GLOBE SUMMIT - DAY ONE: Boston Globe kicks off its Globe Summit 2023, which features panels, networking, fireside chats, book talks, and more. A 9:05 a.m. panel will examine the future of higher education and what that means for New England. At 9:45 a.m., Labor Secretary Lauren Jones will talk about the state of the tech workforce with David Chang, general manager of Hunt Club's Expert Network, and WBUR Deputy Managing Editor Beth Healy. Other panels focus on quantum computing, Boston sports teams' strategies for success, climate change and spirituality, and artificial intelligence. (Tuesday, 9 a.m., WBUR CitySpace, 890 Commonwealth Ave., Boston | Register)

MANUFACTURING MASH-UP: Center for Advanced Manufacturing at the Massachusetts Technology Collaborative hosts its annual mash-up event for manufacturers and students to network, collaborate, and "promote ground-breaking work being done in the state's manufacturing sector." The center said manufacturing is a $56 billion industry in Massachusetts and that the mash-up is "a chance for companies to showcase products that streamline the production and development of raw materials, create sustainable solutions for climate resiliency, and strengthen the competitiveness of industries such as robotics, defense, and transportation." (Tuesday, 10 a.m., Polar Park, 100 Madison St., Worcester)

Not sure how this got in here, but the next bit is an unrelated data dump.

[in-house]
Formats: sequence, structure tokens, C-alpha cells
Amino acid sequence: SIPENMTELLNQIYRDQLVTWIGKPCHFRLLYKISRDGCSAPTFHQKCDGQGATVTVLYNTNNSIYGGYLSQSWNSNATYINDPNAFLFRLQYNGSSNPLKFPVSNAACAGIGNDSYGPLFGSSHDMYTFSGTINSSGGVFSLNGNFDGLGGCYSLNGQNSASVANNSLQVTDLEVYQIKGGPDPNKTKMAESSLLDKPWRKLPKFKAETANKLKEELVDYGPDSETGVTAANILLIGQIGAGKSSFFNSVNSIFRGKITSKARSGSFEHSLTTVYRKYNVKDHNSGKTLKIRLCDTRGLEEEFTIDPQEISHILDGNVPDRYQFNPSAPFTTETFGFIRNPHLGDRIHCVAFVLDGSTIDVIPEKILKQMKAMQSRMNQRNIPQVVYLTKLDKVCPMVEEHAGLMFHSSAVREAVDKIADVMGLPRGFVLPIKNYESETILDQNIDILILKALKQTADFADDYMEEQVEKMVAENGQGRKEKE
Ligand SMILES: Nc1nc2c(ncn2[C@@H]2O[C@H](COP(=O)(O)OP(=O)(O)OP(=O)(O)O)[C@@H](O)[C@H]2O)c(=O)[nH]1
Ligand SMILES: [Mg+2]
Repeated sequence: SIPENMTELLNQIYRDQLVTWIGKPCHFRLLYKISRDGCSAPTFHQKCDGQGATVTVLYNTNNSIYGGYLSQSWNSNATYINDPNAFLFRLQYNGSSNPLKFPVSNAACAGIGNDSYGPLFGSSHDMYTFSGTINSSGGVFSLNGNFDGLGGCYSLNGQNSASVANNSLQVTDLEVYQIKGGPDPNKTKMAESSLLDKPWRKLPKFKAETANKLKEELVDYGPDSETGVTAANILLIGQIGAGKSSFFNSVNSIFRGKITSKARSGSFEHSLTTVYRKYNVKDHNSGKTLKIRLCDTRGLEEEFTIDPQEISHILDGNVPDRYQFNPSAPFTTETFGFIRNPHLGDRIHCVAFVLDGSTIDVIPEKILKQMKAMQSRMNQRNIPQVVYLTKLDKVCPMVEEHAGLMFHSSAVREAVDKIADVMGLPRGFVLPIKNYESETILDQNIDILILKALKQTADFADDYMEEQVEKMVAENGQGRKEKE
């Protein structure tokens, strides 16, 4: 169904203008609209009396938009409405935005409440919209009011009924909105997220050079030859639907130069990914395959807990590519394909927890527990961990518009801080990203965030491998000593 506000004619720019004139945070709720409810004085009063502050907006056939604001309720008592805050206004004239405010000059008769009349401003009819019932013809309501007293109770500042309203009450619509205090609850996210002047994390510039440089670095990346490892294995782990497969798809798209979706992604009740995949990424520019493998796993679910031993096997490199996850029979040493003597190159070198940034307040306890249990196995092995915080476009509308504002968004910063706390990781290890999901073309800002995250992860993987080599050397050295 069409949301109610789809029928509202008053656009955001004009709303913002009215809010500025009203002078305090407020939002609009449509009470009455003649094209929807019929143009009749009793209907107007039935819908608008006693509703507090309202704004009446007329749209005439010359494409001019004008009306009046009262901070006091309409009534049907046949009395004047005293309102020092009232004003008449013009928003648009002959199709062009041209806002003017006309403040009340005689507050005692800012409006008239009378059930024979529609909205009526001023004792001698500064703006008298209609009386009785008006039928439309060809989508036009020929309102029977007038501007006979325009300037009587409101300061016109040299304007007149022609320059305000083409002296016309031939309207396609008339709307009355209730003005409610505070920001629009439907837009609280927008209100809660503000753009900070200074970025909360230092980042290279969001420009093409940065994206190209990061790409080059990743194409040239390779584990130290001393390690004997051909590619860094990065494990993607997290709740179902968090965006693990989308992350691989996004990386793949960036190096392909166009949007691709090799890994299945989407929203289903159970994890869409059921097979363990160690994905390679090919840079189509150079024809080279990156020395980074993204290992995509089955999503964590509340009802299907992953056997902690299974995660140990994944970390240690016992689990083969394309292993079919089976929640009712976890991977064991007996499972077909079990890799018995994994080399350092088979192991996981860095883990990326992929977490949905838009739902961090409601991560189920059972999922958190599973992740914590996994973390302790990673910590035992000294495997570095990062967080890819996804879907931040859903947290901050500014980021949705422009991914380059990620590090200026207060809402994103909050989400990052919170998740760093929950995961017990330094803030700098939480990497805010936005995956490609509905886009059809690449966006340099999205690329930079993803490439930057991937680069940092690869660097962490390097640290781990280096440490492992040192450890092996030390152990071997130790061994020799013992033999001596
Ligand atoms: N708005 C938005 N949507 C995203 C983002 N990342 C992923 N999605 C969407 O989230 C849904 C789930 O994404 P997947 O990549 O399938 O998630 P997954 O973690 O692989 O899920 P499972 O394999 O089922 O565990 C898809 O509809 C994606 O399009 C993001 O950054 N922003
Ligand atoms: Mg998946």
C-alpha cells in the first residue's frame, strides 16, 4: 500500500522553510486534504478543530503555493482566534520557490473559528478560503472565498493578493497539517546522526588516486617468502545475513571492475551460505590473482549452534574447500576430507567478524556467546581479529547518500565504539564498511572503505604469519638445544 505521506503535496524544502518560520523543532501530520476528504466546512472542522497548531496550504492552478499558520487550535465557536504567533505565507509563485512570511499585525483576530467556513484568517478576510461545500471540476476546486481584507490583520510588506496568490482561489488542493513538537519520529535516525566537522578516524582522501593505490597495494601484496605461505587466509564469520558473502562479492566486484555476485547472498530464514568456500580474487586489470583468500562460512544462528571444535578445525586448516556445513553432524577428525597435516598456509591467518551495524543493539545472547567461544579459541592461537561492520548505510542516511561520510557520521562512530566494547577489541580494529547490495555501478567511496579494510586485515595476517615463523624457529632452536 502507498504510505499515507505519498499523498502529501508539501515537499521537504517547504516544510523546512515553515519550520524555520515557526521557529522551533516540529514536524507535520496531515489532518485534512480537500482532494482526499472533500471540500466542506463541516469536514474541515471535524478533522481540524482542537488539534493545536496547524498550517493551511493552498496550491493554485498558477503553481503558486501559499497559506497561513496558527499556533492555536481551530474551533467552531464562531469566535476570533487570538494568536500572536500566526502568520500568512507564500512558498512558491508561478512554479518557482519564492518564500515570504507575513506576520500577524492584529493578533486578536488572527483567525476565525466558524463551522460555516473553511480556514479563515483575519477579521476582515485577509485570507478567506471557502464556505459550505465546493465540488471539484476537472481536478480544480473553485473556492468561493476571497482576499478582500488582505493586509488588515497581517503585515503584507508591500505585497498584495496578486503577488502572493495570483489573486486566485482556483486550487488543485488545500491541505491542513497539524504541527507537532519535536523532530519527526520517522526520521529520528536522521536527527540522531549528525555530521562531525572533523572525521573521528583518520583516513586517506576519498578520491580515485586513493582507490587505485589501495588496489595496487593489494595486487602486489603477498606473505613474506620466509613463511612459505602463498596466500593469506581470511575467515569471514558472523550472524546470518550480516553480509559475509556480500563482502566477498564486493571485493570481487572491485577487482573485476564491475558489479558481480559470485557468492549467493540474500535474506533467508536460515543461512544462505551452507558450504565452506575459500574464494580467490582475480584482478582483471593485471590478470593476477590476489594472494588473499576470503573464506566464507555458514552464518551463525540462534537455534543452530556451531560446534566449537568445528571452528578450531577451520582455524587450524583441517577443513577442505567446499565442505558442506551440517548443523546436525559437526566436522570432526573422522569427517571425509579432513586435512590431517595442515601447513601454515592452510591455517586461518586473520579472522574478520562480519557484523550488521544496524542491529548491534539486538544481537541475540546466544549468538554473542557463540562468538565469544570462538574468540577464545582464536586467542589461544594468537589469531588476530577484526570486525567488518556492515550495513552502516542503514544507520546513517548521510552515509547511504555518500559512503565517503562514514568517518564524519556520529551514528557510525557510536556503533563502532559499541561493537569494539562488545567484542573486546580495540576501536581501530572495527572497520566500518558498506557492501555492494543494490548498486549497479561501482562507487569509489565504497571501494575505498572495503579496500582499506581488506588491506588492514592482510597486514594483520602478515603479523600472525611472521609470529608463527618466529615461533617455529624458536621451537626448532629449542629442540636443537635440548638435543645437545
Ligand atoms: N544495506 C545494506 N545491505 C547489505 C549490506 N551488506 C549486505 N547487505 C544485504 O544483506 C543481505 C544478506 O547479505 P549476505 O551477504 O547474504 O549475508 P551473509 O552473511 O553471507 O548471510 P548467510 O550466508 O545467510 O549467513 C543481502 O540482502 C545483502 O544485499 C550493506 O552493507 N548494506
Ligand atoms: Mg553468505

GAMING DATA PRIVACY: Mass. Gaming Commission holds a roundtable to discuss data privacy in the sports wagering world. Commissioners will get into the issue with representatives from sports betting companies, technical experts, responsible gaming representatives and other stakeholders. The commission intends to ask operators to detail "the specific requirements of the Commission's regulation not currently imposed in other jurisdictions that present challenges" and to "explain how you see this regulation affecting the user experience and the differences in the backend and/or user experience of your platform in each jurisdiction, if any." (Tuesday, 10 a.m., Agenda and Access Info)